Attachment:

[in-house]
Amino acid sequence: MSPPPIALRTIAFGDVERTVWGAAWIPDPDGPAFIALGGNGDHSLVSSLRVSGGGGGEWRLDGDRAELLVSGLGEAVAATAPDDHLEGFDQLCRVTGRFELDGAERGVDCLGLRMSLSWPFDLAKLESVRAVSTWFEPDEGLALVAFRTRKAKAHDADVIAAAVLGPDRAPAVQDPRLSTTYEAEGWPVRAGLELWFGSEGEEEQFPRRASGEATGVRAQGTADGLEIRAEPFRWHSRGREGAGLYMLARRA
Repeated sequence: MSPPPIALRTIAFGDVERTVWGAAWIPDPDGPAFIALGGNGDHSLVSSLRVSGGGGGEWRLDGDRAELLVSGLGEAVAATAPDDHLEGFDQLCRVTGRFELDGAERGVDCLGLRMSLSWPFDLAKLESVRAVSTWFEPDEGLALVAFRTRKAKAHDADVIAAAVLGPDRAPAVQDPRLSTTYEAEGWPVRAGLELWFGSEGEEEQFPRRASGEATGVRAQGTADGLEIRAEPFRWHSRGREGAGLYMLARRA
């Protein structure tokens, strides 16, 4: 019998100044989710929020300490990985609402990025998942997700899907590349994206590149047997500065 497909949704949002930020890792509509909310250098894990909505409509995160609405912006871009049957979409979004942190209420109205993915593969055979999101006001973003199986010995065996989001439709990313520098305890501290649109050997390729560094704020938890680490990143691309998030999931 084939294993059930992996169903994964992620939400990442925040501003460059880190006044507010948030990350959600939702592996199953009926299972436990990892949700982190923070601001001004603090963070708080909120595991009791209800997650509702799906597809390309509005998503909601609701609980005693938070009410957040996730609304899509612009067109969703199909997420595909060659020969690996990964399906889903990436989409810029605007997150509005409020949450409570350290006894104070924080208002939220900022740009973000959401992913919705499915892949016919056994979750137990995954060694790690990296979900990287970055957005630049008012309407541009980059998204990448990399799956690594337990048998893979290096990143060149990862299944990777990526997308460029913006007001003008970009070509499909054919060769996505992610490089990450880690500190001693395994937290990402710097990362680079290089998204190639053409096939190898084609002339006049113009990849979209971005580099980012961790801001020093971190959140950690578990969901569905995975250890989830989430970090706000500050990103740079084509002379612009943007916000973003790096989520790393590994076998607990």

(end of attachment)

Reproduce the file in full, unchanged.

[in-house]
Amino acid sequence: MSPPPIALRTIAFGDVERTVWGAAWIPDPDGPAFIALGGNGDHSLVSSLRVSGGGGGEWRLDGDRAELLVSGLGEAVAATAPDDHLEGFDQLCRVTGRFELDGAERGVDCLGLRMSLSWPFDLAKLESVRAVSTWFEPDEGLALVAFRTRKAKAHDADVIAAAVLGPDRAPAVQDPRLSTTYEAEGWPVRAGLELWFGSEGEEEQFPRRASGEATGVRAQGTADGLEIRAEPFRWHSRGREGAGLYMLARRA
Repeated sequence: MSPPPIALRTIAFGDVERTVWGAAWIPDPDGPAFIALGGNGDHSLVSSLRVSGGGGGEWRLDGDRAELLVSGLGEAVAATAPDDHLEGFDQLCRVTGRFELDGAERGVDCLGLRMSLSWPFDLAKLESVRAVSTWFEPDEGLALVAFRTRKAKAHDADVIAAAVLGPDRAPAVQDPRLSTTYEAEGWPVRAGLELWFGSEGEEEQFPRRASGEATGVRAQGTADGLEIRAEPFRWHSRGREGAGLYMLARRA
């Protein structure tokens, strides 16, 4: 019998100044989710929020300490990985609402990025998942997700899907590349994206590149047997500065 497909949704949002930020890792509509909310250098894990909505409509995160609405912006871009049957979409979004942190209420109205993915593969055979999101006001973003199986010995065996989001439709990313520098305890501290649109050997390729560094704020938890680490990143691309998030999931 084939294993059930992996169903994964992620939400990442925040501003460059880190006044507010948030990350959600939702592996199953009926299972436990990892949700982190923070601001001004603090963070708080909120595991009791209800997650509702799906597809390309509005998503909601609701609980005693938070009410957040996730609304899509612009067109969703199909997420595909060659020969690996990964399906889903990436989409810029605007997150509005409020949450409570350290006894104070924080208002939220900022740009973000959401992913919705499915892949016919056994979750137990995954060694790690990296979900990287970055957005630049008012309407541009980059998204990448990399799956690594337990048998893979290096990143060149990862299944990777990526997308460029913006007001003008970009070509499909054919060769996505992610490089990450880690500190001693395994937290990402710097990362680079290089998204190639053409096939190898084609002339006049113009990849979209971005580099980012961790801001020093971190959140950690578990969901569905995975250890989830989430970090706000500050990103740079084509002379612009943007916000973003790096989520790393590994076998607990």